The immunostaining of Bax protein was visually classified into negative and positive groups by observing 1000 tumor cells in the areas of the sections: no staining present in any of tumor cells or less than 10% tumor cells with staining (-); more than 10% tumor cells with positive staining. The classification was done by two senior pathologists who did not know the clinicopathological data.


Analysis of data was accomplished using Chi-square test. P values less than 0.05 were considered to be statistically significant.

Expression of Bax protein in gastric carcinoma

Thirty-three (57.89%) of the fifty-seven gastric carcinomas showed immunoreac tivity for Bax protein in gastric carcinoma cells. The Bax protein im-munoreactivity appeared brown or dark brown, which was mainly located in the cytoplasm (Figure 1), and a few specimens simultaneously expressed Bax protein in the cell nuclear of tumor cells. Some of the mature lymphocytes infiltrating in the stroma of gastric carcinomas also had Bax protein expression.

Figure 1
Figure 1 Bax immunoreactivity was detected in cytopl asm of gastric carcinoma cells. SP × 200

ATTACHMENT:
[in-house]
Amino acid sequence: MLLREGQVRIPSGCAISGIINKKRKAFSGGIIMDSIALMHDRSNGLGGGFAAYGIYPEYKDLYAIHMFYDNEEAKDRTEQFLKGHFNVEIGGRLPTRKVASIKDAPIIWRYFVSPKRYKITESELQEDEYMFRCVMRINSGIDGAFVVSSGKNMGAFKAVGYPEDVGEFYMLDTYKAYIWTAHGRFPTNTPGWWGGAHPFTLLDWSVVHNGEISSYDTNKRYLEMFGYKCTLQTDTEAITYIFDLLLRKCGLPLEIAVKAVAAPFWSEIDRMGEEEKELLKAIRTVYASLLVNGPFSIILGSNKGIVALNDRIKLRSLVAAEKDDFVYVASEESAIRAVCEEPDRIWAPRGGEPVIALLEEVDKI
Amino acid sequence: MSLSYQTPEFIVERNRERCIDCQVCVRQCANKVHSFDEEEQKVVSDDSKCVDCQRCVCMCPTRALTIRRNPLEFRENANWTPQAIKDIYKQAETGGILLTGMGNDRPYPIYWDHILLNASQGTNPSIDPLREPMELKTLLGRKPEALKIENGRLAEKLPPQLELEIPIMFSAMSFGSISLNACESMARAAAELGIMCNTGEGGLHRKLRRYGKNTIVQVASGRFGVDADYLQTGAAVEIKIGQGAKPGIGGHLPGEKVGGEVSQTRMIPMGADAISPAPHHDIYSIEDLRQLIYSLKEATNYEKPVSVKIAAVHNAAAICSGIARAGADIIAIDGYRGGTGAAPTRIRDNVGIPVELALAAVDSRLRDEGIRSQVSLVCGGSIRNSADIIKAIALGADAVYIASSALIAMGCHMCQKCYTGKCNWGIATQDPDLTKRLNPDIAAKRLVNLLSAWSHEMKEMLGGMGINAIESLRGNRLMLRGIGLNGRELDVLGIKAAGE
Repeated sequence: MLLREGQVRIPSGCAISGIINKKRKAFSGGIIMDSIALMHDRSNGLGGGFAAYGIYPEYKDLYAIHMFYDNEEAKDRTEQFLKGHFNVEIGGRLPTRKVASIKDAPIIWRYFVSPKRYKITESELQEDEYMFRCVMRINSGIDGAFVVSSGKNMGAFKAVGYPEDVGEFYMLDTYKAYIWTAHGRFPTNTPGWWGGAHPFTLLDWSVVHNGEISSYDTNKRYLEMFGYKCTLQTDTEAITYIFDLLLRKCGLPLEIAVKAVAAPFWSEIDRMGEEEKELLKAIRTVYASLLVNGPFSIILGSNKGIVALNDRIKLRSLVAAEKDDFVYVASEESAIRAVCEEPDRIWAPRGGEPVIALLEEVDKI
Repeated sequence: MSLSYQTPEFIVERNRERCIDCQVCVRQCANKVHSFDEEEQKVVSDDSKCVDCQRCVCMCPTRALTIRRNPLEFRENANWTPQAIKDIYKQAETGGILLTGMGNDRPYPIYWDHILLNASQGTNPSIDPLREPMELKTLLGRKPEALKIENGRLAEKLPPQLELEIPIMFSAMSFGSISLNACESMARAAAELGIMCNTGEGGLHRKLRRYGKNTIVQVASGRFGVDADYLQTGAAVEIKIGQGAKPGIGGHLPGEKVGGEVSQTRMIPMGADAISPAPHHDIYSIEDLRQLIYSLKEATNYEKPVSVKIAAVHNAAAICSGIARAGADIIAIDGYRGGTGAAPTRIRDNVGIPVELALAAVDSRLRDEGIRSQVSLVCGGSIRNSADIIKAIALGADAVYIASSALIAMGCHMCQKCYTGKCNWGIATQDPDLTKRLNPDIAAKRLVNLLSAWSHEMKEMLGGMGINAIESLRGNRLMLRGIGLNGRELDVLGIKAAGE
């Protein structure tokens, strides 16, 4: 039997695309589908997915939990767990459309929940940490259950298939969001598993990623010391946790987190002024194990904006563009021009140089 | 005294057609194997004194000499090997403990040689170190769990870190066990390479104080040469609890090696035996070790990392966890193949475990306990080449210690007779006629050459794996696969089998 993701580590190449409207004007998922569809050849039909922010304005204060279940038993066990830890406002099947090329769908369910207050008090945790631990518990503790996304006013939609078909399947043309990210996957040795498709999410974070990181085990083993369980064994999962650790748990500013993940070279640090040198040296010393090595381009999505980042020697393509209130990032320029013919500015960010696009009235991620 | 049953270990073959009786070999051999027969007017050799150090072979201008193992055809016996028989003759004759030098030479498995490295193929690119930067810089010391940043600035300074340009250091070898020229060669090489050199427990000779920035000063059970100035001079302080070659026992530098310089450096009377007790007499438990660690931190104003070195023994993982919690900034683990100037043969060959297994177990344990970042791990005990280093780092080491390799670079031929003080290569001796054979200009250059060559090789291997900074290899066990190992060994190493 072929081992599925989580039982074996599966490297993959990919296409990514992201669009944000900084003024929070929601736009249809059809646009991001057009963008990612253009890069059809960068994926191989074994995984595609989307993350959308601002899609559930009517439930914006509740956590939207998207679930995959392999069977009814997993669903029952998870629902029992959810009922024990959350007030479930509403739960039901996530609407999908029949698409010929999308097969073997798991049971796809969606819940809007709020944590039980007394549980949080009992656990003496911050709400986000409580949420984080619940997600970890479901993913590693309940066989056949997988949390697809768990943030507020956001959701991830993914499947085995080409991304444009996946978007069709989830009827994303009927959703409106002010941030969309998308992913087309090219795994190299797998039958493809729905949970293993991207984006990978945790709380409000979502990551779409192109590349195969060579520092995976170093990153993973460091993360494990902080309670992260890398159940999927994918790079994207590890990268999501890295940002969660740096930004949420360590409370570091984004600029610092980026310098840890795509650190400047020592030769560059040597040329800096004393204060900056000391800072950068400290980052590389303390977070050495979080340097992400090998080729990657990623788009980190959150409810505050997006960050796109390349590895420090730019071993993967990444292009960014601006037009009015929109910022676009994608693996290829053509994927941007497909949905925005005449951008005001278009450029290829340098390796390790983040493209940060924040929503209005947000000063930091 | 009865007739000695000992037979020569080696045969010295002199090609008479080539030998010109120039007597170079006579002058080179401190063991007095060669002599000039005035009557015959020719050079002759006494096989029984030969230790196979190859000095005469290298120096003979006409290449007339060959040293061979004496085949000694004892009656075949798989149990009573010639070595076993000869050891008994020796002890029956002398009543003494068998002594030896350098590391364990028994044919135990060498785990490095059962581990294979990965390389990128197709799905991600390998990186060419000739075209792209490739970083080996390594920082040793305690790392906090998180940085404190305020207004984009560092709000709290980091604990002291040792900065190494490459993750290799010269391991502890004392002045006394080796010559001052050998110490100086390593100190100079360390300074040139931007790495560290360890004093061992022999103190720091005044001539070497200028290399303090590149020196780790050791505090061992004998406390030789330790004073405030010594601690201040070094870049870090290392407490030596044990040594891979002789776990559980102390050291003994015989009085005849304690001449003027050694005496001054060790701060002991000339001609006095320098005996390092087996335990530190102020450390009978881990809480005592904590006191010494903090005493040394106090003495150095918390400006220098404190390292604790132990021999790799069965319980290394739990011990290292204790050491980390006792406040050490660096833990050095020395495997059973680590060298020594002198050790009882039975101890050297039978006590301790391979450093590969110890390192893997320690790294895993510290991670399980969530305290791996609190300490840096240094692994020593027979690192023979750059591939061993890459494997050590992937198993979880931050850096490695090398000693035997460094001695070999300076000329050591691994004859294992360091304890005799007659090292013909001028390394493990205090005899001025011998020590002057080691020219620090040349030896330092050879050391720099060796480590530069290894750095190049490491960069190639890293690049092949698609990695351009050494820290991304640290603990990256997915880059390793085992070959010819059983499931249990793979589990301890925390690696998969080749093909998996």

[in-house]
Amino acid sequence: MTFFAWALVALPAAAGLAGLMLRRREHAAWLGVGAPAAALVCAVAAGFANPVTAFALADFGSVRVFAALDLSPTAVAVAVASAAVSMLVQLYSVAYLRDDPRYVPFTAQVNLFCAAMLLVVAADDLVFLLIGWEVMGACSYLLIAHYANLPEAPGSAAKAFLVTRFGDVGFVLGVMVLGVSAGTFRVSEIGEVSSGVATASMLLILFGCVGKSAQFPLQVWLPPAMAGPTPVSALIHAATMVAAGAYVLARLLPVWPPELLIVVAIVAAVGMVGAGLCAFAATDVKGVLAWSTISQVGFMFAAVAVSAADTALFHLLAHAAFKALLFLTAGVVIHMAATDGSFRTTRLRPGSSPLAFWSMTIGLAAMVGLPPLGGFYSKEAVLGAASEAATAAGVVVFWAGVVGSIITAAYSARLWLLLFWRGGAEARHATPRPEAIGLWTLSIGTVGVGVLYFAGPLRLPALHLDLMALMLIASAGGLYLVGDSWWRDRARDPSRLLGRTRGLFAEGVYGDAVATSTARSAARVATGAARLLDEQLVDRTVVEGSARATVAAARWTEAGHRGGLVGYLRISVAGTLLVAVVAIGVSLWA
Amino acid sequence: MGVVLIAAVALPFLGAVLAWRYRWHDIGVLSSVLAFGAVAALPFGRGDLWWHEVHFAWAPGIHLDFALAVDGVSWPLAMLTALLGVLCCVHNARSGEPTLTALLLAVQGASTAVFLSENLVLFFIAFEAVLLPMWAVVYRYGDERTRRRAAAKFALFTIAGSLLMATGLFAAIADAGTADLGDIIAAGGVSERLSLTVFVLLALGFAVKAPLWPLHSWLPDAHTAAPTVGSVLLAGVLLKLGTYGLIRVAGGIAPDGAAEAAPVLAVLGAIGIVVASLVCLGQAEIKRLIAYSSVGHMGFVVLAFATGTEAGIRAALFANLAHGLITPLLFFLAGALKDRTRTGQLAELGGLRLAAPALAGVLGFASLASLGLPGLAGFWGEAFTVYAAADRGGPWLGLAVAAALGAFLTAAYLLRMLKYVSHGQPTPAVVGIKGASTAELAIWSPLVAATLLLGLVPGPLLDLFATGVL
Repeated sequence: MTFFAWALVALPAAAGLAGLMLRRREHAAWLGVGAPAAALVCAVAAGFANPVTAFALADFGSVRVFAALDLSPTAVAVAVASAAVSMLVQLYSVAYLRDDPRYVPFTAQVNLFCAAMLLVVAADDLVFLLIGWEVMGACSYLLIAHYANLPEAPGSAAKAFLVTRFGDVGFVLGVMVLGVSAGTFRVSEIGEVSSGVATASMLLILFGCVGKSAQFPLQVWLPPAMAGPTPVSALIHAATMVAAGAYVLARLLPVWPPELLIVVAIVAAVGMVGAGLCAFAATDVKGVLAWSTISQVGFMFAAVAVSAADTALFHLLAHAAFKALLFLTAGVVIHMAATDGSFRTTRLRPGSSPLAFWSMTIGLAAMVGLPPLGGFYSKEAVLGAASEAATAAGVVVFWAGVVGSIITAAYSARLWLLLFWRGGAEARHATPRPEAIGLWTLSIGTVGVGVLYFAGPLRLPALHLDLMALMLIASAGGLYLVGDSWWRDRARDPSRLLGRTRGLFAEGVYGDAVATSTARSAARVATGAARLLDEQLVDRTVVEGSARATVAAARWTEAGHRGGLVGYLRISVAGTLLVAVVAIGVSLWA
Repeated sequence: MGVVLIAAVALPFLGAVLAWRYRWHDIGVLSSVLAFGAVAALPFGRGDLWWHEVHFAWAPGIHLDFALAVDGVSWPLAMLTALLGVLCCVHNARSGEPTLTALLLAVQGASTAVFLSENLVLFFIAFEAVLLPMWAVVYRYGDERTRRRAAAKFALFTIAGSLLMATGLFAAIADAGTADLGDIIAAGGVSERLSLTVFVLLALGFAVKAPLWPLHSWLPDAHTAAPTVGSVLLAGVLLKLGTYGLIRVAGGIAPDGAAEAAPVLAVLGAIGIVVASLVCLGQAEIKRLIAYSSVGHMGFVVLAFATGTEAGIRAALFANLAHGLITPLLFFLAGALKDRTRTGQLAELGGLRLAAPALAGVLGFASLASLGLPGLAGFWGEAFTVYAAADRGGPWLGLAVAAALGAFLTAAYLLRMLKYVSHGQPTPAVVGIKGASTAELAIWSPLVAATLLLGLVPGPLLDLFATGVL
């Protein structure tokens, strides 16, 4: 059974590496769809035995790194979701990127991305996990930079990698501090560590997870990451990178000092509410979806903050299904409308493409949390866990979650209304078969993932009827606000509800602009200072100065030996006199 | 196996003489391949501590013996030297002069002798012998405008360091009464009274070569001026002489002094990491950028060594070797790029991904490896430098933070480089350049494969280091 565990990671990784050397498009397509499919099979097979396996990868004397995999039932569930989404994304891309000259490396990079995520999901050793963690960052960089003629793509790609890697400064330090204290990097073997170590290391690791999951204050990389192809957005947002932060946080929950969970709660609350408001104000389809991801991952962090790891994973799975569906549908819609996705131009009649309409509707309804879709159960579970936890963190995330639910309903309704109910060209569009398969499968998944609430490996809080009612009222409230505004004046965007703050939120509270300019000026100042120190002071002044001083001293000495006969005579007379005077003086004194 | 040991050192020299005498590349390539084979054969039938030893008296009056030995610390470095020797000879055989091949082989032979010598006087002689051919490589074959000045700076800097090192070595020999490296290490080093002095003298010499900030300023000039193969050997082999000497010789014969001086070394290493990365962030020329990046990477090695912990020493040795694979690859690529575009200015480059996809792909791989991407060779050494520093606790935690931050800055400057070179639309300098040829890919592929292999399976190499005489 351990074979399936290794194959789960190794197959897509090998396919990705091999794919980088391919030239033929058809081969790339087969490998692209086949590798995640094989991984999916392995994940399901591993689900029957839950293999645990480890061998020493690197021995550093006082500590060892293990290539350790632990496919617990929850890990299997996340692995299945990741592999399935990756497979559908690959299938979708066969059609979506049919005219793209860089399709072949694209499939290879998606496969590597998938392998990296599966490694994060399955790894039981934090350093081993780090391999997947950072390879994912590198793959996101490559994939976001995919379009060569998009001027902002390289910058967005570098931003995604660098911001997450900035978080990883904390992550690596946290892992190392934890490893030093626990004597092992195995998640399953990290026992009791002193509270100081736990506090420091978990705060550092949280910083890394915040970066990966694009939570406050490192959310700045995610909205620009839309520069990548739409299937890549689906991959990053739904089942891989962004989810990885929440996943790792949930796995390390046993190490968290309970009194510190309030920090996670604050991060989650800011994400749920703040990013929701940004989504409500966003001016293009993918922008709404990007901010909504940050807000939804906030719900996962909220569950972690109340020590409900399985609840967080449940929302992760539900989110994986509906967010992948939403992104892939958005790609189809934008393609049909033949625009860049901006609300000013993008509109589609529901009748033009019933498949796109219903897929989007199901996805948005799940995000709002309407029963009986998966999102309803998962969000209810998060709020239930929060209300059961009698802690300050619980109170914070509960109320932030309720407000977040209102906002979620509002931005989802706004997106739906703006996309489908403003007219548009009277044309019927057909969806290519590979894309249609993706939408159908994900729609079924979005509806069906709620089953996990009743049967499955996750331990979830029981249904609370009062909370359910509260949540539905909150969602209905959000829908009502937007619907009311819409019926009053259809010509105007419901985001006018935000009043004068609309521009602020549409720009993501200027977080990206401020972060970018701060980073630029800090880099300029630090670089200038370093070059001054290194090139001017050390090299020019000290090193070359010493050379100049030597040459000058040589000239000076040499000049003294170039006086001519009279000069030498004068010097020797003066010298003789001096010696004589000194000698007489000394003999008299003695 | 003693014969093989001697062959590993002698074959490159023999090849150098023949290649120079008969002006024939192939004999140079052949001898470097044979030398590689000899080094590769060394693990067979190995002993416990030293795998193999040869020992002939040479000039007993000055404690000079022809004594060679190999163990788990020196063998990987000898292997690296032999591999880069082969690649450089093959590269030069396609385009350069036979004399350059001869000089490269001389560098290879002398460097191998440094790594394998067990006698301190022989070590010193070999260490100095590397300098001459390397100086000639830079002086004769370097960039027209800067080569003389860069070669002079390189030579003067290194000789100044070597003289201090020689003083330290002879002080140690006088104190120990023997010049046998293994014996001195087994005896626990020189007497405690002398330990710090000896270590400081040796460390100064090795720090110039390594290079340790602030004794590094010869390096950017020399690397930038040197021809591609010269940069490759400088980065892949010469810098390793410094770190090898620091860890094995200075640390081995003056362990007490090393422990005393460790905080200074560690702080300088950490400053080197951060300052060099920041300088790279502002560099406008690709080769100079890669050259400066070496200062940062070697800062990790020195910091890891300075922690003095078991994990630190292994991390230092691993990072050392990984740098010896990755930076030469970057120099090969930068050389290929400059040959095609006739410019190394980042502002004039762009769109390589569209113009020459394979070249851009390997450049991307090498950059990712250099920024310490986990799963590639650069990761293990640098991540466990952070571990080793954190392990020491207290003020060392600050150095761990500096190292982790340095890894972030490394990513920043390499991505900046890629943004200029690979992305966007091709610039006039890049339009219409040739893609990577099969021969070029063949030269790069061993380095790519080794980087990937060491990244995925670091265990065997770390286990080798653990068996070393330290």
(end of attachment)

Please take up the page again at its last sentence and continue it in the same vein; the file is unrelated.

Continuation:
Correlation between Bax protein expression and clinicopathological parameters of gastric carcinomas

Correlation between Bax protein expression and clinical pathological data of gastric carcinoma is illustrated in Table 1. The rate of Bax protein expres-sion was not correlated with patient age, sex, tumor size, lymph node metastasis, depth of invasion and clinical stages (P > 0.05). The immunoreactivity of Bax wa s significantly associated with morphologic phenotype and grades of differentiation of gastric carcinoma. 20 (73.3%) of 30 gastric carcinomas of intestinal morphologic phenotype were immunoreactive versus 11 (40.7%) of 27 diffuse gastric carcino-mas (P < 0.05). 17 (81.0%) of 21 well and moderately differentiated gastric carcinomas were im-munoreactive versus 10 (38.5%) of 26 poorly differentiated gastric carcinomas(P < 0.01).

Table 1 Correlation between Bax protein expression and clinico-pathological parameters of gastric carcinomas.
ParametersnBax protein expression
Positive rate (%)
Age (year)
≤ 5939221756.41
≥ 601811761.11
Grade of differentiation
Tumor size
< 5 cm35211460.00
≥ 5 cm22121054.55
Lymph-node metastasis
Serosal invasion
Clinical stages
I and II34201458.82
III and IV23131056.52